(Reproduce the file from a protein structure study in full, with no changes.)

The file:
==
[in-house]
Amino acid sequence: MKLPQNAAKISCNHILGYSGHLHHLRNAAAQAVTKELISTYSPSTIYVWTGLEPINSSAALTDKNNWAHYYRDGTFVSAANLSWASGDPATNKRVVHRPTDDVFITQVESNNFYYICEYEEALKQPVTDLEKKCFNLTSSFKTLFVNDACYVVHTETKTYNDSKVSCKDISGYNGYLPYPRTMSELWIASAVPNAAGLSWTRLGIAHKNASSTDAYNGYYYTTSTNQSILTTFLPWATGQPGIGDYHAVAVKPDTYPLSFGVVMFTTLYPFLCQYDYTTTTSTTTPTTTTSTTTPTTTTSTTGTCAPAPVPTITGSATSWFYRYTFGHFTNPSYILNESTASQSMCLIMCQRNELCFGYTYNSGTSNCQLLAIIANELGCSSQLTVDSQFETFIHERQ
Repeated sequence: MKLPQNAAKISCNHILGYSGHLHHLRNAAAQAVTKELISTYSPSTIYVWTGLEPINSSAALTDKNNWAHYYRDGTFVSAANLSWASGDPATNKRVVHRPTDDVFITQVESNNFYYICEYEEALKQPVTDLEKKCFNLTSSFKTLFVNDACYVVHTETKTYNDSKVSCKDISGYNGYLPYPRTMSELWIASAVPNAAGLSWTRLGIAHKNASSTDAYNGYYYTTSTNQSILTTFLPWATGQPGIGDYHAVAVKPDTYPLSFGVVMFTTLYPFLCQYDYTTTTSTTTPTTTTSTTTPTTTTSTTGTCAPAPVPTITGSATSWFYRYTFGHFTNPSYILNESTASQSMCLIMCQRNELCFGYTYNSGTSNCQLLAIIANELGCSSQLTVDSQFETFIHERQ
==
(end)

[in-house]
Amino acid sequence: MKLPQNAAKISCNHILGYSGHLHHLRNAAAQAVTKELISTYSPSTIYVWTGLEPINSSAALTDKNNWAHYYRDGTFVSAANLSWASGDPATNKRVVHRPTDDVFITQVESNNFYYICEYEEALKQPVTDLEKKCFNLTSSFKTLFVNDACYVVHTETKTYNDSKVSCKDISGYNGYLPYPRTMSELWIASAVPNAAGLSWTRLGIAHKNASSTDAYNGYYYTTSTNQSILTTFLPWATGQPGIGDYHAVAVKPDTYPLSFGVVMFTTLYPFLCQYDYTTTTSTTTPTTTTSTTTPTTTTSTTGTCAPAPVPTITGSATSWFYRYTFGHFTNPSYILNESTASQSMCLIMCQRNELCFGYTYNSGTSNCQLLAIIANELGCSSQLTVDSQFETFIHERQ
Repeated sequence: MKLPQNAAKISCNHILGYSGHLHHLRNAAAQAVTKELISTYSPSTIYVWTGLEPINSSAALTDKNNWAHYYRDGTFVSAANLSWASGDPATNKRVVHRPTDDVFITQVESNNFYYICEYEEALKQPVTDLEKKCFNLTSSFKTLFVNDACYVVHTETKTYNDSKVSCKDISGYNGYLPYPRTMSELWIASAVPNAAGLSWTRLGIAHKNASSTDAYNGYYYTTSTNQSILTTFLPWATGQPGIGDYHAVAVKPDTYPLSFGVVMFTTLYPFLCQYDYTTTTSTTTPTTTTSTTTPTTTTSTTGTCAPAPVPTITGSATSWFYRYTFGHFTNPSYILNESTASQSMCLIMCQRNELCFGYTYNSGTSNCQLLAIIANELGCSSQLTVDSQFETFIHERQ